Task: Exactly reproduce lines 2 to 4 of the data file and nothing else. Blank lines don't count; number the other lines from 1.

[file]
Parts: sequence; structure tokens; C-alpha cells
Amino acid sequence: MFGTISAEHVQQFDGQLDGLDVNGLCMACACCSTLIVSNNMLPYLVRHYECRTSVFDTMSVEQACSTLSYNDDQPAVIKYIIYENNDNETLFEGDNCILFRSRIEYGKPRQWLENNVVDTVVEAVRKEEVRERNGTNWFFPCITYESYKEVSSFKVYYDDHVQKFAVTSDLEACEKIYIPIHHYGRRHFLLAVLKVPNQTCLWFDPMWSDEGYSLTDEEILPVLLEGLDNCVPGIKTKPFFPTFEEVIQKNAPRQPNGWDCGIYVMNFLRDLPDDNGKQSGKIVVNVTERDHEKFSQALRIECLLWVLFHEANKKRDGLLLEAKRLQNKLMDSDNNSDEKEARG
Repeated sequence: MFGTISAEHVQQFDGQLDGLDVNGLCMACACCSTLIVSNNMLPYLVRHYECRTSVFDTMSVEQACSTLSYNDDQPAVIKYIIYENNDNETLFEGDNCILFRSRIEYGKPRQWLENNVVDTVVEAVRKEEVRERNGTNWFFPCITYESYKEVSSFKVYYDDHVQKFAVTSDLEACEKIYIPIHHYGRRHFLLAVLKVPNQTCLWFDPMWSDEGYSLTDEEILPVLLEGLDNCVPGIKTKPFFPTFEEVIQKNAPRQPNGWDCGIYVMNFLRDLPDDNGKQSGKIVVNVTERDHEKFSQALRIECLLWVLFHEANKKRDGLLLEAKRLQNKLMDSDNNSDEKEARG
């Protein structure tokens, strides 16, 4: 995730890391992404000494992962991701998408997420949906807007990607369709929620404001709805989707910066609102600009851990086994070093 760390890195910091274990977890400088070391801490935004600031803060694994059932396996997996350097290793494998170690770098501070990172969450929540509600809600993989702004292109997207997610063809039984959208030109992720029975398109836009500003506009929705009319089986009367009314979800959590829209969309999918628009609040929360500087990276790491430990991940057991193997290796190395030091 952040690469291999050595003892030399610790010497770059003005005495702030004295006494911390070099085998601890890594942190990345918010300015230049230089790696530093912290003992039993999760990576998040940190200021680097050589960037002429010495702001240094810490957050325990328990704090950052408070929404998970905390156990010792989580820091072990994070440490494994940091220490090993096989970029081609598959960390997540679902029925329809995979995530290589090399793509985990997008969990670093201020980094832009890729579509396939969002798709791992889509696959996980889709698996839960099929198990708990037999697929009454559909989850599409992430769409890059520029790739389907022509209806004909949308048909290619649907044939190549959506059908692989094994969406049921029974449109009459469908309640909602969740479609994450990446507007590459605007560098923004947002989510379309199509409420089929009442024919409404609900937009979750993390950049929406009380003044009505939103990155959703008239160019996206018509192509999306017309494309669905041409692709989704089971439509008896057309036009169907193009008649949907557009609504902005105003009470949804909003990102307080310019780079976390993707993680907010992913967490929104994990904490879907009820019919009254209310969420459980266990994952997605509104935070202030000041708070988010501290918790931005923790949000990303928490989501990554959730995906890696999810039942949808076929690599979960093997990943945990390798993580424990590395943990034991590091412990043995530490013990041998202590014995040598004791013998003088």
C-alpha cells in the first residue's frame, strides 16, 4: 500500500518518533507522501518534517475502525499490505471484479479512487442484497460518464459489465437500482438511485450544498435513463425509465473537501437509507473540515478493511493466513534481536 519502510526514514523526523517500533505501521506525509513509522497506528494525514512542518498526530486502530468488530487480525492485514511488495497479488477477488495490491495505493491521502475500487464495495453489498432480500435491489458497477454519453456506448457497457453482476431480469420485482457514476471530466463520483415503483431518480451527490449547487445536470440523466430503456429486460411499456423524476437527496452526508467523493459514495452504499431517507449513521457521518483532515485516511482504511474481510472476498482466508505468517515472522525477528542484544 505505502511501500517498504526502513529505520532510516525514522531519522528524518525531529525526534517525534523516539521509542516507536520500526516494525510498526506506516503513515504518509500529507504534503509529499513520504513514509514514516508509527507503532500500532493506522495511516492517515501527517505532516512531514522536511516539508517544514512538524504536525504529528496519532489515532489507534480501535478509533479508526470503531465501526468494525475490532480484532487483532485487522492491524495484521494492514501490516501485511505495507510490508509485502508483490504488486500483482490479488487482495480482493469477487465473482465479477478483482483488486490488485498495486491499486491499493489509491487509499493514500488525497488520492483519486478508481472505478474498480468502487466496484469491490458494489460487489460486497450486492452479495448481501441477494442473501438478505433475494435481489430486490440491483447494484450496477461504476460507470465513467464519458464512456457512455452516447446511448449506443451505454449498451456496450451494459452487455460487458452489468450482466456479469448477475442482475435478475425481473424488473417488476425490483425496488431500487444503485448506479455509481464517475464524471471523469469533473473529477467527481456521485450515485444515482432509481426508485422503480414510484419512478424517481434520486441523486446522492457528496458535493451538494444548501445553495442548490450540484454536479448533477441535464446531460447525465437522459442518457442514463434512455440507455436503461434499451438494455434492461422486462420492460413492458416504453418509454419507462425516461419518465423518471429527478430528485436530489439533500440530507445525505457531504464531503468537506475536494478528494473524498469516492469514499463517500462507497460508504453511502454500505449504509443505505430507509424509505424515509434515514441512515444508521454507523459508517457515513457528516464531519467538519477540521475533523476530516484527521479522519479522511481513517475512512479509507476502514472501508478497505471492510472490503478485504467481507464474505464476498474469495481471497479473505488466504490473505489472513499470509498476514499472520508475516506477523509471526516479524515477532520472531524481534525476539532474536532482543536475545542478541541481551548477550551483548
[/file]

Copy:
Amino acid sequence: MFGTISAEHVQQFDGQLDGLDVNGLCMACACCSTLIVSNNMLPYLVRHYECRTSVFDTMSVEQACSTLSYNDDQPAVIKYIIYENNDNETLFEGDNCILFRSRIEYGKPRQWLENNVVDTVVEAVRKEEVRERNGTNWFFPCITYESYKEVSSFKVYYDDHVQKFAVTSDLEACEKIYIPIHHYGRRHFLLAVLKVPNQTCLWFDPMWSDEGYSLTDEEILPVLLEGLDNCVPGIKTKPFFPTFEEVIQKNAPRQPNGWDCGIYVMNFLRDLPDDNGKQSGKIVVNVTERDHEKFSQALRIECLLWVLFHEANKKRDGLLLEAKRLQNKLMDSDNNSDEKEARG
Repeated sequence: MFGTISAEHVQQFDGQLDGLDVNGLCMACACCSTLIVSNNMLPYLVRHYECRTSVFDTMSVEQACSTLSYNDDQPAVIKYIIYENNDNETLFEGDNCILFRSRIEYGKPRQWLENNVVDTVVEAVRKEEVRERNGTNWFFPCITYESYKEVSSFKVYYDDHVQKFAVTSDLEACEKIYIPIHHYGRRHFLLAVLKVPNQTCLWFDPMWSDEGYSLTDEEILPVLLEGLDNCVPGIKTKPFFPTFEEVIQKNAPRQPNGWDCGIYVMNFLRDLPDDNGKQSGKIVVNVTERDHEKFSQALRIECLLWVLFHEANKKRDGLLLEAKRLQNKLMDSDNNSDEKEARG
């Protein structure tokens, strides 16, 4: 995730890391992404000494992962991701998408997420949906807007990607369709929620404001709805989707910066609102600009851990086994070093 760390890195910091274990977890400088070391801490935004600031803060694994059932396996997996350097290793494998170690770098501070990172969450929540509600809600993989702004292109997207997610063809039984959208030109992720029975398109836009500003506009929705009319089986009367009314979800959590829209969309999918628009609040929360500087990276790491430990991940057991193997290796190395030091 952040690469291999050595003892030399610790010497770059003005005495702030004295006494911390070099085998601890890594942190990345918010300015230049230089790696530093912290003992039993999760990576998040940190200021680097050589960037002429010495702001240094810490957050325990328990704090950052408070929404998970905390156990010792989580820091072990994070440490494994940091220490090993096989970029081609598959960390997540679902029925329809995979995530290589090399793509985990997008969990670093201020980094832009890729579509396939969002798709791992889509696959996980889709698996839960099929198990708990037999697929009454559909989850599409992430769409890059520029790739389907022509209806004909949308048909290619649907044939190549959506059908692989094994969406049921029974449109009459469908309640909602969740479609994450990446507007590459605007560098923004947002989510379309199509409420089929009442024919409404609900937009979750993390950049929406009380003044009505939103990155959703008239160019996206018509192509999306017309494309669905041409692709989704089971439509008896057309036009169907193009008649949907557009609504902005105003009470949804909003990102307080310019780079976390993707993680907010992913967490929104994990904490879907009820019919009254209310969420459980266990994952997605509104935070202030000041708070988010501290918790931005923790949000990303928490989501990554959730995906890696999810039942949808076929690599979960093997990943945990390798993580424990590395943990034991590091412990043995530490013990041998202590014995040598004791013998003088």